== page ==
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What impressions might a spectator in Roman times have registered on approaching, entering and settling down inside the Colosseum? How would structural and decorative features have contributed to any such impressions?

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TMA 03 PART 1 -Short Answer What impressions might a spectator in Roman times have registered on approaching, entering and settling down inside the Colosseum? How would structural and decorative features have contributed to any such impressions? On approaching the colosseum, a spectator in Roman times would have been overwhelmed by its sheer size and beauty as it stood against the skyline perhaps higher than any other building in close proximity. The roar of over 45, 000 people would have greeted them as they neared. Upon entering, the spectator would have been amazed at the sheer volume of the people the space could accommodate as well as the different safety and comfort features. The architects took into account not only the appearance but the firmness and function of the colosseum. The clever architecture meant that every spectator had an unimpeded view of the arena and of the emperor's reactions to the proceedings. Seats, corridors and stairs were planned in order to allow the public easy access and exit and to keep the different social classes separated. The strict social segregation meant that the two main entrances led directly to the central boxes where the emperor and senators would sit while a series of other pathways led the other spectators to their designated seats. ...read more.


During peace times, gladiatorial games or combat became the way in which men showed their strength and military values. This coincides with the way in which modern day armies perform military maneuvers or mock battles. Another issue which we in the 21st century would find difficult to comprehend would be the concept of upper classes using their slaves in games. Slavery in modern day is hard enough to comprehend. For the Romans it was not an issue of who had the most expensive car or designer clothes, it was whose slaves won the victory in gladiatorial fights. When captives were pitted against each other with the prize being their life, it is fully understandable why one would fight to the death. The Roman leaders saw this as a way to entertain as well as punish slaves, captives and locals for their crimes. For them it was a judiciary event as well as entertainment. The fights also served the purpose of reiterating the power of the Romans over their captured enemies. Pliny's Panegyric xxxi states that the emperor gave the citizens 'public entertainment, nothing lax or dissolute to weaken and destroy the manly spirits of his subjects, but one to inspire them to face honourable wounds and look scornfully upon death by demonstrating a love of glory and a desire for victory even in the persons of criminals and slaves'. ...read more.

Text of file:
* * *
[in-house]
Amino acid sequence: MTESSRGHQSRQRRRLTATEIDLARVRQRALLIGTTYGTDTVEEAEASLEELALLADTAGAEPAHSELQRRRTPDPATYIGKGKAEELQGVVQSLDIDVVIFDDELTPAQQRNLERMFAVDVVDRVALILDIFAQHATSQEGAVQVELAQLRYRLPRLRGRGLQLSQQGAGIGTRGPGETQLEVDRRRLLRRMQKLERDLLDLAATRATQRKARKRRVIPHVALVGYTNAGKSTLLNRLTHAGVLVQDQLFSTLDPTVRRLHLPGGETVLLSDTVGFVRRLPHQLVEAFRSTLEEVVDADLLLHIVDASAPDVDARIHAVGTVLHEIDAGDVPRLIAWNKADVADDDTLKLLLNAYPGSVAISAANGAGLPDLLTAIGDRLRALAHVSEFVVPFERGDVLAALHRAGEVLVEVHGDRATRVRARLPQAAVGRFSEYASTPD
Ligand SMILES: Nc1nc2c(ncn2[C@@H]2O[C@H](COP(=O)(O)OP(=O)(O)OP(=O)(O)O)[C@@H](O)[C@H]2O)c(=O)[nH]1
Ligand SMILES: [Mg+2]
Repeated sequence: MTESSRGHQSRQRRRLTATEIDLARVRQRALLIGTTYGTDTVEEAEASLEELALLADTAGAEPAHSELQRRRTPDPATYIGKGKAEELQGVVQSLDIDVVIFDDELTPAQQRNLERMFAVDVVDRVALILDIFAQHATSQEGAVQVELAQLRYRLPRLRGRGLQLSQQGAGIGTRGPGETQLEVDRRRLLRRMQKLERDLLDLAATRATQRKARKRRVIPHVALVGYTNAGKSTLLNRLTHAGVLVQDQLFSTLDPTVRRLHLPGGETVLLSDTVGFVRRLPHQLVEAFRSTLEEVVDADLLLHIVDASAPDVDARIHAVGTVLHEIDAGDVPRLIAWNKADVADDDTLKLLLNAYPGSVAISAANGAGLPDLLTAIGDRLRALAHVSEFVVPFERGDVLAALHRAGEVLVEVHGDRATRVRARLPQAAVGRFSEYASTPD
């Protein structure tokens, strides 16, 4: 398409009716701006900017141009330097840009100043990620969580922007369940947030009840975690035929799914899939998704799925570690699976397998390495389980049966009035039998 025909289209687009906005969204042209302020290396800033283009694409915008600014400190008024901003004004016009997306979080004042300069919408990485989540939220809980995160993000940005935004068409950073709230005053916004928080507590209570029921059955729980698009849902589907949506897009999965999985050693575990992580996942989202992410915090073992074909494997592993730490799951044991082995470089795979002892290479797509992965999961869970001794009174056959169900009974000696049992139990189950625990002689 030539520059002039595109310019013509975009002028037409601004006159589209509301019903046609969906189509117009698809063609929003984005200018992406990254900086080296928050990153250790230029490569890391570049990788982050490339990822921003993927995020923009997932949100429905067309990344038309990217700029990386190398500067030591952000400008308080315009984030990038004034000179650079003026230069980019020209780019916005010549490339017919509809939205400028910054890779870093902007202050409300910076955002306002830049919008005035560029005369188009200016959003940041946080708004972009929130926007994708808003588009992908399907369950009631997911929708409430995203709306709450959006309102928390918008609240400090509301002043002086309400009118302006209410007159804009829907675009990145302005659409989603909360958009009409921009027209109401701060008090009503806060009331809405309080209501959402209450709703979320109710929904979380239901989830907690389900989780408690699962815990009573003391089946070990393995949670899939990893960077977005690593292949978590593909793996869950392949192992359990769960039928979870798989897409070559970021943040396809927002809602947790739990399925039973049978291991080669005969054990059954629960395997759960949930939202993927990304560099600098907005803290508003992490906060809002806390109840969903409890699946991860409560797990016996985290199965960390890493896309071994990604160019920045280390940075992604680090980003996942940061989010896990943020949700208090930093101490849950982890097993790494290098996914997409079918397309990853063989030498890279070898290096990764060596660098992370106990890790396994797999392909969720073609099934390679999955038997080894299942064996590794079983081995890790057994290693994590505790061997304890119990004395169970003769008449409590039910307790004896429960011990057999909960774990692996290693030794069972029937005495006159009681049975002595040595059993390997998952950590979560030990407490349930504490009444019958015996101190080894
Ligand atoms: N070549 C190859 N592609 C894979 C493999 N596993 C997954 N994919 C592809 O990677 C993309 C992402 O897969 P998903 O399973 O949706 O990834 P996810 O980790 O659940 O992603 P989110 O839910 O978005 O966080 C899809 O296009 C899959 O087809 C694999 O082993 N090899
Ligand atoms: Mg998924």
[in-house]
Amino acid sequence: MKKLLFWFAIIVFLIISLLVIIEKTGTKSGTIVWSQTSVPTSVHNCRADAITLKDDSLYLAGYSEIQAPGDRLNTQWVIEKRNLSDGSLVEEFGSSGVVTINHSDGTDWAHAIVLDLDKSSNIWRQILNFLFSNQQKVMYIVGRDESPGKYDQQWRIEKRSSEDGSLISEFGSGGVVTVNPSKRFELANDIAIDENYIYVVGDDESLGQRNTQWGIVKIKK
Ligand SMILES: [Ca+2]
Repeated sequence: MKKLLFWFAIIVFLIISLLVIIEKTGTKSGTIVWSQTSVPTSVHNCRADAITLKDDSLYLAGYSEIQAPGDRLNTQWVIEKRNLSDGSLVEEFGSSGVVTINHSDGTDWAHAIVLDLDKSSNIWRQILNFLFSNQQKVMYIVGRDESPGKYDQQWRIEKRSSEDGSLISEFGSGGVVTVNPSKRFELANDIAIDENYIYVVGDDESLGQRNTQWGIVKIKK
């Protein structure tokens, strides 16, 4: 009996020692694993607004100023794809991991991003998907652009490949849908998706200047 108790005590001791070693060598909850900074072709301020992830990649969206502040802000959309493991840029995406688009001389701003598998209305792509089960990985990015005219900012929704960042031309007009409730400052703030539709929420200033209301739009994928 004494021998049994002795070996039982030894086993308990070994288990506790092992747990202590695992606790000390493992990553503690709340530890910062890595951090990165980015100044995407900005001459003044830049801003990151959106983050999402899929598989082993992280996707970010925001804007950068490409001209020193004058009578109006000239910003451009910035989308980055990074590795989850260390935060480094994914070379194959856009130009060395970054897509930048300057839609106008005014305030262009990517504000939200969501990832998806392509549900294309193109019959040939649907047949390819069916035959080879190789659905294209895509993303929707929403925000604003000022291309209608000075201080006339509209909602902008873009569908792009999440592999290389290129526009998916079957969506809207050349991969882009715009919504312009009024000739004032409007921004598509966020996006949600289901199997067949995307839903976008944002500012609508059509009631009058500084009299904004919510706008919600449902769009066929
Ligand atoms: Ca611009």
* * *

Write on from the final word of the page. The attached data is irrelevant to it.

Cicero, who condemned gladiatorial games, states ' a gladiatorial show is apt to seem cruel and brutal to some eyes, and I incline to think that it is, as now conducted, but in the days when it was criminals who crossed swords in the death struggle, there could be no better schooling against pain and death. One writer believes that the games became a common denominator amongst all the conquered people in the Mediterranean area. As they came from different cultural backgrounds, this was the one pastime which they had in common. What I believe to be most interesting about the Romans was that for a moment, the common folk had the ultimate power to save or destroy a life in the ring. For most, this was the only opportunity to be a part of the decision making process. In conclusion, I feel that while some people of the 21 century understand the Roman way of life, there are some who will form an opinion judging them by today' standards without fully understanding or studying the culture ethics and morals of the time. Each society has a set of norms and traditions and the Romans were no different. For them, the colosseum and its events served the purpose of uniting the people against the common foes of lawlessness and blasphemy and gave them a sense of unity. ...read more.

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